Great! Now I know what I need to buy her – but what about me? Society, TV, friends, and even family all seem to focus on the gifts women receive during this time of year with little regard for men. So what does science tell us women can do for their special someone this time of year? Evolutionary theory suggests that a display of resources probably won’t impress me as much as it does my wife (i.e., no Zales in a blue Tiffany’s box for Patrick). Instead, evolutionary theory predicts men desire characteristics associated with youth, health, and child-rearing abilities. These include all sorts of physical cues that are related to the production of healthy offspring such as: youth, clear skin, hair, low body mass, a curvy physique, etc.1,3 So my wife should get me a hot looking twenty-something who possess these qualities! I’m guessing, regardless of the science, this isn’t going to be my gift this year, or any year.
Of course, maybe science simply doesn’t have an answer as to which gifts are best for a man on Valentines’ Day. As I think about what I would want on this special day, I realize that I really don’t want anything. I’m pretty damn happy with what I have – a beautiful and smart woman who I met when she was a twenty-something but still possesses many of those youthful qualities today. It is important to remember that, although science can tell us a lot about various things that predict relationship outcomes for the “average” couple, it isn’t always that great at predicting what will make a specific couple happy.4 For some, the perfect gift this year will be getting that diamond ring, a romantic dinner out, or watching a movie while sitting on the couch at home. For me – it will be looking up from my laptop in a few seconds and seeing Charlotte sitting on the couch next to me.*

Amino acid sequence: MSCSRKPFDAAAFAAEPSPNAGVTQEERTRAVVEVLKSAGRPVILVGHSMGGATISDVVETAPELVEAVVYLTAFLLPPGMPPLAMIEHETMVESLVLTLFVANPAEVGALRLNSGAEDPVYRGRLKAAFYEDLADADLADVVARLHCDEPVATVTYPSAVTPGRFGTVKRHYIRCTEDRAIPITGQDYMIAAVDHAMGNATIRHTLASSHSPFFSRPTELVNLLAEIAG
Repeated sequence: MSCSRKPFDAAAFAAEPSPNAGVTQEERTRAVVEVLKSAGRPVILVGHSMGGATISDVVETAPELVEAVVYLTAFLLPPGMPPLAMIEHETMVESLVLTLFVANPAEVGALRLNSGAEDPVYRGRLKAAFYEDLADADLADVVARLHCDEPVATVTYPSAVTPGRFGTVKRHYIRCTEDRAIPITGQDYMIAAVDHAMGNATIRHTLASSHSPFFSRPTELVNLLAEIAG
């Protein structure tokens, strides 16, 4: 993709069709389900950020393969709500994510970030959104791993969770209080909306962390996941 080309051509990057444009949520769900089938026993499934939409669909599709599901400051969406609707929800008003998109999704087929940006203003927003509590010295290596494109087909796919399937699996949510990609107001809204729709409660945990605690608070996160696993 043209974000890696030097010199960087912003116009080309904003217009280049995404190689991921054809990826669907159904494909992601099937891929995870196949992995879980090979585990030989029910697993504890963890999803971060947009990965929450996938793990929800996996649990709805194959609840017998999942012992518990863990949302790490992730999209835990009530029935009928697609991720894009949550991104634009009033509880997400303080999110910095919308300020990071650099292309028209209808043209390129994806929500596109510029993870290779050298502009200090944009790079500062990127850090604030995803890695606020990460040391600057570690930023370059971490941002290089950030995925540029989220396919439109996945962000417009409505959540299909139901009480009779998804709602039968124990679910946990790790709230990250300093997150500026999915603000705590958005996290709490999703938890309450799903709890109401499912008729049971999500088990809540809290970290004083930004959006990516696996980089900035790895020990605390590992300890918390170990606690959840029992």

*My apologies for the sappy ending here – my hope is that this sentiment and public proclamation to the world will “count” as my Valentines’ gift this year for Charlotte 🙂 After all, in addition to desiring resources, research also suggests women tend to desire men who are emotionally faithful.5
1Buss, D. M., & Barnes, M. L. (1986). Preferences in human mate selection. Journal of Personality and Social Psychology, 50, 559-570.
2Prokosch, M. D., Coss, R. G., Scheib, J. E., Blozis, S. A. (2009). Intelligence and mate choice: Intelligent men are always appealing. Evolution and Human Behavior, 30, 11-20.
3Symons, D. (1979). The Evolution of Human Sexuality. New York: Oxford University Press.
4Wiggins, J. (1973). Personality and Prediction: Principles of Personality Assessment. New York: Random House.
5Buss, D. M., Larsen, R. J., Westen, D., & Semmelroth, J. (1992). Sex differences in jealousy: Evolution, physiology, and psychology. Psychological Science, 3, 251-255.
Dr. Charlotte Markey – Science of Relationships articles | Website/CV
Dr. Markey’s research addresses issues central to both developmental and health psychology. A primary focus of her research is social influences on eating-related behaviors (i.e., eating, dieting, body image) in both parent-child and romantic relationships.
Dr. Patrick Markey – Science of Relationships articles | Website/CV
Dr. Markey’s research focuses on how behavioral tendencies develop and are expressed within social relationships, including unhealthy dieting, civic behavior, personality judgment, and interpersonal aggression after playing violent video games.